Aliens Fireteam Elite Review?

Some of you have been wondering where our Aliens Fireteam Elite review is. I’m here to clear that up for you. It just wasn’t good enough to bother publishing a review. No, it’s not a 1 out of 10 title, but it is closer to a 4 out of 10. It feels and looks unoriginal and doesn’t come close to providing a long run experience before it becomes repetitive.  Graphics are bottom barrel and controls aren’t that tight. Sure, it costs less than your typical triple A title, but even a lower cost can’t justify paying full price. No matter the price (even if it was free), it would still be a disappointing third person shooter that would be better as a poster and not much more.  Granted, that’s my opinion and not all of us will agree, but that’s my stance. 4 out of 10 and even that’s giving it too high of a score for my taste. What did you think of the Aliens Fireteam? Were you lucky enough to pass or did you play? Let me know your thoughts in the comments! 

Maneater Review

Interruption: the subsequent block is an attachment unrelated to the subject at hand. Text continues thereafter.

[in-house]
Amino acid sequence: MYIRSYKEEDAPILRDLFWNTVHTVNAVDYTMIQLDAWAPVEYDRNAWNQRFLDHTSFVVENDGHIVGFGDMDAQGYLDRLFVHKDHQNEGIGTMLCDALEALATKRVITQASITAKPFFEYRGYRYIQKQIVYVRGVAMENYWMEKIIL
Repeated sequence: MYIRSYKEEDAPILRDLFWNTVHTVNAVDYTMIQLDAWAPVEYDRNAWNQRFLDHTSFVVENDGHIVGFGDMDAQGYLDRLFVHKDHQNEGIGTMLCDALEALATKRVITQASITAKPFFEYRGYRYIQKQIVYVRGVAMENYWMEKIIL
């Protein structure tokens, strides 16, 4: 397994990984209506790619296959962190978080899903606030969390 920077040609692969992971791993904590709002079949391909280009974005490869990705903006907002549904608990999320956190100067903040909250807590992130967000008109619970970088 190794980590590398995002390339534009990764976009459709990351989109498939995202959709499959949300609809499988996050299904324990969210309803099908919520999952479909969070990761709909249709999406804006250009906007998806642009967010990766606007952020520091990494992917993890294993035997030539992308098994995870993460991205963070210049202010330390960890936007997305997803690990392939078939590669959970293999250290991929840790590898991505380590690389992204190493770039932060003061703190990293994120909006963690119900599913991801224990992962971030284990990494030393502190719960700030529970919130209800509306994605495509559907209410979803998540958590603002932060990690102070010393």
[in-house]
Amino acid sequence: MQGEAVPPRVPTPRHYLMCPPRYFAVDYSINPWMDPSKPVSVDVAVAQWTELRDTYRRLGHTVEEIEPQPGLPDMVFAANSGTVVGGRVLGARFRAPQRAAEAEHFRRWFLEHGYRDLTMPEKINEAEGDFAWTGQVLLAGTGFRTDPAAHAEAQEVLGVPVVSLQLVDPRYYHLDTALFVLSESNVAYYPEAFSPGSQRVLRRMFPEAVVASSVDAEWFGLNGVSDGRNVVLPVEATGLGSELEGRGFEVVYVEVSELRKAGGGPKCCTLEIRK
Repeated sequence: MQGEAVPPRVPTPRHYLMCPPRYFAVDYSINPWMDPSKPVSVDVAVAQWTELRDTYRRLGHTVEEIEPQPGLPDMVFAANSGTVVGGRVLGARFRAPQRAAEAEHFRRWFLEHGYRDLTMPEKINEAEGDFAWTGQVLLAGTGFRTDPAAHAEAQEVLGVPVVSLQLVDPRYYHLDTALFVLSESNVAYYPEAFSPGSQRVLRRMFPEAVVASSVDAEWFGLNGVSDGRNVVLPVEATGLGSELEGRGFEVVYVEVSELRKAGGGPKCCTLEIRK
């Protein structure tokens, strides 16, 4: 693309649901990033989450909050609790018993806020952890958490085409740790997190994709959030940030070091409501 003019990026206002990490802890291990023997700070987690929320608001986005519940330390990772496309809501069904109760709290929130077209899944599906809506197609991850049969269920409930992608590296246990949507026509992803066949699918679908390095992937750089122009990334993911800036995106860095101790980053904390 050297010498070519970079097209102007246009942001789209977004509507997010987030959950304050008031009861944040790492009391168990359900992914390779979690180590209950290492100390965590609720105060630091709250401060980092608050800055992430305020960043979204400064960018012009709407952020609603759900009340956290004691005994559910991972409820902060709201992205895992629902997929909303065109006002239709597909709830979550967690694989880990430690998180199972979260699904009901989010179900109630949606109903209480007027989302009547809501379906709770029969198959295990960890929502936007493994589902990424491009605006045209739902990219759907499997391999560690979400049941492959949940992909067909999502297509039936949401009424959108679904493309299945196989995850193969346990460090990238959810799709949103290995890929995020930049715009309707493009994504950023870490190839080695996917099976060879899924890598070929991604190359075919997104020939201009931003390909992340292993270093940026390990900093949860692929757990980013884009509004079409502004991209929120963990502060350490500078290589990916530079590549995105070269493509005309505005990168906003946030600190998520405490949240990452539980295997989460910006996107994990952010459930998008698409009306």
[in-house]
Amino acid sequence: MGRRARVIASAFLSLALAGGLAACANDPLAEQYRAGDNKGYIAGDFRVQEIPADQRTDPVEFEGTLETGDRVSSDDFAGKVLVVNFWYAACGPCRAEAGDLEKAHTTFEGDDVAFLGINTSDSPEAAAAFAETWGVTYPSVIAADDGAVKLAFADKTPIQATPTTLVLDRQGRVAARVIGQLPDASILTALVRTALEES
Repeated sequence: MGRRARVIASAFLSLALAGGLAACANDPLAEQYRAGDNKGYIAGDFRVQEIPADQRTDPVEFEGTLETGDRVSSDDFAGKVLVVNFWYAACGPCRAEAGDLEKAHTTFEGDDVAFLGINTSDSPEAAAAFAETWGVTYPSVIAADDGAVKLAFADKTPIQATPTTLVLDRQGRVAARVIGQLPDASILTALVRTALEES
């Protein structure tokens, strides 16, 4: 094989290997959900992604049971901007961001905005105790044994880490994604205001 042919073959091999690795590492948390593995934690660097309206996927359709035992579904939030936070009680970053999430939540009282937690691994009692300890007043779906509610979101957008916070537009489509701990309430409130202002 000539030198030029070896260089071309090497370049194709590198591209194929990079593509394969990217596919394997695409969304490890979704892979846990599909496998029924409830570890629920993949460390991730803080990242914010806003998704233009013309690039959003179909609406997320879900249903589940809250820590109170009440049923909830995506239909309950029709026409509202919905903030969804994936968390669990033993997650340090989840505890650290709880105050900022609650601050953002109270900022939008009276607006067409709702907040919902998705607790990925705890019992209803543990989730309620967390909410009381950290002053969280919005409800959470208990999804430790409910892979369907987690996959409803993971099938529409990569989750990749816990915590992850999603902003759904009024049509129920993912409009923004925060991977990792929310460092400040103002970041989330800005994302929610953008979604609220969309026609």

So, Maneater released last month and while I had full intentions of bringing you my thoughts on the game closer to its initial release date, I felt compelled to hold off so I could really “dive in” the game. I regret that decision now because there was really no need to try and discover everything I could.    In Maneater, you play the role of a shark. If you’re more into fishing than being fished yourself, you might not enjoy the shark justice this game provides, but that aside, there is a little more to the game, but playing as a killer shark that’s taking revenge out on human society (think JAWS the movie) pretty much sums up the bulk of the game.    It is a RPG title and rightfully so. As you stalk the water throughout the game, you level up as you grow into an adult shark. You unlock upgrades as you play. Things early on such as a sonar to detect all the life in the surrounding area and electric bites that stun and deal a little extra damage take the shark to a level that only a video game could deliver. If sharks did evolve in real life that way our protagonist does in game, we’d all be screwed and likely wouldn’t survive a trip on the water Luckily, we dodged that evolution bullet!   Upgrading along the way is pretty simple. You have a slew of missions and side missions to complete. One minute you could be hunting a killer alligator at large or you’re in need of killing 10 humans in the swimming hole. There are plenty of things for you to do while you explore an open world of water and yes, a little bit of land. Some missions might be a little challenging depending on your level, but for the most part, it’s all pretty easy. Even as you hunt people and they send their own hunters out to catch and kill you, it’s a little too easy. Even what you could consider boss fights, don’t really offer much challenge.  The simplicity is fine and all and at the end of the day, this game shouldn’t be taken too seriously. You’re certainly not going to find much challenge, but one you will find is repetition. Most games are repetitious to some degree, but I’m no kidding when I say that after 30 minutes of gameplay, you’re not going to see much more in regards to something new. On the one hand, you’re playing as a shark, what can you expect? On the other, you’re a friggin shark video game, I mean they could have offered endless possibilities, but they watered it down a little. Pun kind of intended.    So, to chalk it all up, the game is a lot of fun, but for me anyway, it’s only fun in small doses. I enjoyed chomping on a few people that were swimming and enjoying the sun in their flamingo floats. There … Read More